The US government has been the most influential actor in the history of the global drug control system, promoting an international approach rooted in its own faith in harsh punishment and aggressive supply reduction. For many years, US diplomatic and financial power has been directed at exporting the ‘war on drugs’ model, and building the relevant institutions and strategies into the domestic policies of countries in which they hold influence, in particular in Latin America.
We are now seeing a long overdue, and most welcome, reassessment in US federal drug policy (in parallel with the state-level cannabis regulation initiatives taking place in Washington and Colorado, with a number set to follow in the coming years). The Obama administration has increasingly been moving away from drug war rhetoric, and has more recently followed that up with practical policy action, for example in the areas of overdose prevention and sentencing reform. The latest national drug strategy document, published this week by ONDCP, continues this clear, if cautious, repositioning.
But there is a long way to go. There are hundreds of thousands of minor drug offenders who are still serving long sentences in US prisons as a result of the draconian sentencing policies of previous decades, and the patterns of drug control expenditure remain massively weighted towards interdiction and domestic enforcement. One of the main initiatives still promoted strongly by the US government, drug courts, are still rooted in this punishment paradigm.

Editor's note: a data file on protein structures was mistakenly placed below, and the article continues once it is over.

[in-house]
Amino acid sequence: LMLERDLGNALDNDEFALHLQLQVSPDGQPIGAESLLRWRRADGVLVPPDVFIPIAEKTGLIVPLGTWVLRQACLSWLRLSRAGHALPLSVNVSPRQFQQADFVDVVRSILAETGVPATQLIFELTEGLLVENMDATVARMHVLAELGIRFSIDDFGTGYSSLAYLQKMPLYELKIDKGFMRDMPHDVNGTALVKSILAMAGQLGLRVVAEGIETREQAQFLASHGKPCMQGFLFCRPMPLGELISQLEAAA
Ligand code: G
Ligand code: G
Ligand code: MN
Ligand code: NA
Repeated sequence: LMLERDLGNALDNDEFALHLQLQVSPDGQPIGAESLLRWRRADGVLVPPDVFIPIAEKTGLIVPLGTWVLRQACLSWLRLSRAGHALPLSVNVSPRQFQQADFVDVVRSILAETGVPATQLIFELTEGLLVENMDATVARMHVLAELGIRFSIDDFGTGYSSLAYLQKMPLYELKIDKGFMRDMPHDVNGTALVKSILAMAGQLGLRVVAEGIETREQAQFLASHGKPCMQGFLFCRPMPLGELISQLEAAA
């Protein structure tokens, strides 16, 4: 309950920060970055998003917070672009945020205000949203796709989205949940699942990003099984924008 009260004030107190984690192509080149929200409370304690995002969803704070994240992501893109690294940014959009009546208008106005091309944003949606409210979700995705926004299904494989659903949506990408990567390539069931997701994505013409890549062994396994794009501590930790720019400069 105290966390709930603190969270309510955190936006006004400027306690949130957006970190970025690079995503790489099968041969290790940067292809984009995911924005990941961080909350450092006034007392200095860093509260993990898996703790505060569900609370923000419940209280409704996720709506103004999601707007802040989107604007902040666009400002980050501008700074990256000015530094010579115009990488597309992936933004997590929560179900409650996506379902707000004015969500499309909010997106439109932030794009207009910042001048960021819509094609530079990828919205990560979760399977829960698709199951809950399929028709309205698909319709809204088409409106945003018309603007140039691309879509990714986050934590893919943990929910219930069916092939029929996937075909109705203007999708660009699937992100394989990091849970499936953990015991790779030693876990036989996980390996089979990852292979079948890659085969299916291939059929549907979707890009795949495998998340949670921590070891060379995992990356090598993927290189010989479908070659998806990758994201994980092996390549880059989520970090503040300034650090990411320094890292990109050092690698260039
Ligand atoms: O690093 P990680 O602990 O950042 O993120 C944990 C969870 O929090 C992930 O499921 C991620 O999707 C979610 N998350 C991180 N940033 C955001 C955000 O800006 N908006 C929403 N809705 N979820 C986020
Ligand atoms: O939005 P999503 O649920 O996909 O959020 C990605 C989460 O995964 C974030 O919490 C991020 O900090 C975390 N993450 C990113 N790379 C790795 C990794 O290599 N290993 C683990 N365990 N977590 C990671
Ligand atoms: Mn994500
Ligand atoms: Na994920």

And the structures for applying US influence internationally have yet to undergo any serious reform – thousands of US military, DEA and State Department officials continue to promote and implement enforcement-dominated policies around the world. With a new direction from the leadership, these resources could be used positively to reflect the shift that is occurring in US policy among international partners, and to promote a health- and human rights-based drug policy approach.
That said, the architects of the old system are increasingly engaging in the debate on how to refocus and modernise it. US diplomats are now referring to four key principles for the coming drug policy debate:
The integrity of the conventions
Given the lack of consensus between governments on the way forward for drug control, and the consequent difficulty of renegotiating international treaties through the UN procedures, it is not surprising that the US government wants to avoid what is sure to be a very difficult process to modernise the UN drug control conventions.
The increasing pressure the drug control system is under on a number of fronts has led to the US government’s defence of the integrity of the treaties while emphasising the broad flexibility that exists to allow governments to pursue different strategies. The conventions do have a high degree of ‘wiggle room’ that allows member states to justify alternative approaches on constitutional or health grounds – although regulated markets for recreational use are considered to be outside of the scope of the treaties. Attempts by countries to use the existing flexibilities are often the subject of controversy, based on different interpretations of the original texts. To avoid such controversies, the conventions do not need to be rewritten in their entirety, but they do need to be adjusted in some very important aspects through negotiation. For example, the scheduling of various substances according to level of risk and potential medical uses is inconsistent and out of date, and would benefit from a structured process of review. Similarly, the extent to which member states can experiment with new public health and/or regulatory approaches, without condemnation from the INCB, should be more clearly defined.